Going Whole Hog
Surfing the internet the other day I came across a very interesting blog, Going Whole Hog. The more I explore this passion of barbeque, the more I am becoming interested in the whole food process.
Living in New York City, there is a huge disconnect from the farm to the table. I can't remember the last time I saw a side of beef or a hind quarter of a pig. Oh sure, there's the whole ducks and chickens hanging in the Chinese restaurant windows. And the tanks of fish and lobsters in the stores, but it's not the same as knowing the animal and participating in its life and death.
What does it take to raise the animal and to slaughter it? I don't know if I could slit a pig's throat and hold it down while it breathes its last. Would I be able to clean it? Would I be able to gather its blood for use in sausages? Would I then be able to eat the meat?
From what I've read and been told one finds a new respect and reverence for the meat once you're involved in the process. After slaughter, would I be so quick to dispose of the not so desirable parts of the animal or would I find ways to use them out of respect for the animal's sacrifice?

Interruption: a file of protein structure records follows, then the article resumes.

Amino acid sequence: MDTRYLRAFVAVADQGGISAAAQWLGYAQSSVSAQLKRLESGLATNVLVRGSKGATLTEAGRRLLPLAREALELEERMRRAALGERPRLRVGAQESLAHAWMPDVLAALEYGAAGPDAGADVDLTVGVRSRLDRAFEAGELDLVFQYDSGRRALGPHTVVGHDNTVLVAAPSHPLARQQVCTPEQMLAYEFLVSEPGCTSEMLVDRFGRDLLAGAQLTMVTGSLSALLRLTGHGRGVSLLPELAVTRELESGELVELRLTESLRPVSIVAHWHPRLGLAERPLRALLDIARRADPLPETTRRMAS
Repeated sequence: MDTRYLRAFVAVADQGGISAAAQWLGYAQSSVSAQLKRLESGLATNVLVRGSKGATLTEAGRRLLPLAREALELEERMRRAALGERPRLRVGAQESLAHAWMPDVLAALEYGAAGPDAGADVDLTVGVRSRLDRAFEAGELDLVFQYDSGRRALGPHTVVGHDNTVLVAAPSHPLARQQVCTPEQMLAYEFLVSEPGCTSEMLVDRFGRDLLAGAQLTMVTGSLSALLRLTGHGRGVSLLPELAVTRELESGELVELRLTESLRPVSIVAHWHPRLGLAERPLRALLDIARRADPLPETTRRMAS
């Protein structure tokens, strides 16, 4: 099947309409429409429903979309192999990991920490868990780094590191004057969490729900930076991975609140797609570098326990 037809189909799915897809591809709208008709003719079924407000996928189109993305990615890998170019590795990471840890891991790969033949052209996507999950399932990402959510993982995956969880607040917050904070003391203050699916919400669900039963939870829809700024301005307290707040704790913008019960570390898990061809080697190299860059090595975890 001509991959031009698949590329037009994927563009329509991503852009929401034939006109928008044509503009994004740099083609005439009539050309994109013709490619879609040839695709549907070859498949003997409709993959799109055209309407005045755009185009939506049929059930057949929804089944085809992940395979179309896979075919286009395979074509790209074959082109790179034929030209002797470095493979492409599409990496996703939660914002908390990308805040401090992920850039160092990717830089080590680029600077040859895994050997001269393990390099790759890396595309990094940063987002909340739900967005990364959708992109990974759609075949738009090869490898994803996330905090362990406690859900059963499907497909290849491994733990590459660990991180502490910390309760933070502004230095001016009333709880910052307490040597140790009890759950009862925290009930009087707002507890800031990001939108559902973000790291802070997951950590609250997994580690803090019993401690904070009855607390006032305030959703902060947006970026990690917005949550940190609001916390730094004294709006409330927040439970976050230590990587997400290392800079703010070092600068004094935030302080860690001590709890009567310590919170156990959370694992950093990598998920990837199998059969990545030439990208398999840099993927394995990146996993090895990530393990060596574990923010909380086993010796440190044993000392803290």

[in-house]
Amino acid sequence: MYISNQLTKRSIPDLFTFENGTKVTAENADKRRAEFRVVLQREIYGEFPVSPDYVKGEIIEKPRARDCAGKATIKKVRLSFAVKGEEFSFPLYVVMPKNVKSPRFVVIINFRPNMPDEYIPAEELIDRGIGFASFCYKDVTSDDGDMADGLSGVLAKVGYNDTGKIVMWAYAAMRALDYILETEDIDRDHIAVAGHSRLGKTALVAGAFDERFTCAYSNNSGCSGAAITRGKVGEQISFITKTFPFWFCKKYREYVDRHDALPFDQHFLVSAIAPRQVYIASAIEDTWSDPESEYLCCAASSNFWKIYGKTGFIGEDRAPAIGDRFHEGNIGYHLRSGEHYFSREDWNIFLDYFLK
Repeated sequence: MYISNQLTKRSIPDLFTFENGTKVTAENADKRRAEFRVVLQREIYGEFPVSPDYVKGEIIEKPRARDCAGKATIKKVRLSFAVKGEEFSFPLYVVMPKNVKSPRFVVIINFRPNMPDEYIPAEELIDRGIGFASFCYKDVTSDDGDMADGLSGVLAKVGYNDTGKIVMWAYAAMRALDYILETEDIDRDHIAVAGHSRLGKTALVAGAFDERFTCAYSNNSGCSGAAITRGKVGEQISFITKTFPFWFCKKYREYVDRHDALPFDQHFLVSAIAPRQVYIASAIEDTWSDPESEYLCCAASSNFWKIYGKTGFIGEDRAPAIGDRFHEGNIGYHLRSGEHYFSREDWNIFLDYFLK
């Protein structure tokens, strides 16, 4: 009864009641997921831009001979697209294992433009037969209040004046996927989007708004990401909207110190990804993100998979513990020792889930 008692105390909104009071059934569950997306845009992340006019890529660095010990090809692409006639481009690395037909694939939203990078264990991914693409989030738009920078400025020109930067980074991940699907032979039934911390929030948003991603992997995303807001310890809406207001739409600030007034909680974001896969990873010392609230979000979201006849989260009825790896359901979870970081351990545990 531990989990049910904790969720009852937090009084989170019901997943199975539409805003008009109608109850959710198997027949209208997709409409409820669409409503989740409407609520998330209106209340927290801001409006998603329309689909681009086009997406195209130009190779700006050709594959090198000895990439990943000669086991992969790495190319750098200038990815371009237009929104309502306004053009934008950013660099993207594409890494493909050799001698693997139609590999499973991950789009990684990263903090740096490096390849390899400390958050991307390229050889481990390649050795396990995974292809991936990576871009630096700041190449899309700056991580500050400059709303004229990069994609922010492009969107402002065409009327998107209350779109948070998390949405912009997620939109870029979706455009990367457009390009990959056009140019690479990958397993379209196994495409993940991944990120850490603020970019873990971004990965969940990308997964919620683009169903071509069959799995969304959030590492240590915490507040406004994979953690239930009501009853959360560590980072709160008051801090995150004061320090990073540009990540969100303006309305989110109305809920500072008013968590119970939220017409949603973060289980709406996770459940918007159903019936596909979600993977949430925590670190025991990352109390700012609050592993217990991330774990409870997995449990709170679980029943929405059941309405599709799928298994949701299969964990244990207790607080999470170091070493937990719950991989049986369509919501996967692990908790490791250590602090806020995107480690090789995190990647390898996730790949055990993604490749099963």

I'm not talking PETA tactics here folks, but a new found respect for the animal. I don't have any problem with animals being slaughtered for our use. But would I still agree once I participate in the animal's death?
I've cooked whole pigs. But it was delivered to me dead, cleaned and as a piece of meat.
I've gutted fish while they lived and dumped live lobsters into boiling water, but for some reason our four legged friends are different. I see I'm not alone with that - look at the terminology - four legged friends - I've never heard anyone refer to "our friend the tuna."
In Going Whole Hog, they explore the entire cycle of the pig, from the piglet to pork to sausage and barbecue ribs. (You pick your favorite dishes and I'll pick mine, thank you.) It's an amazing story and something I plan to explore further.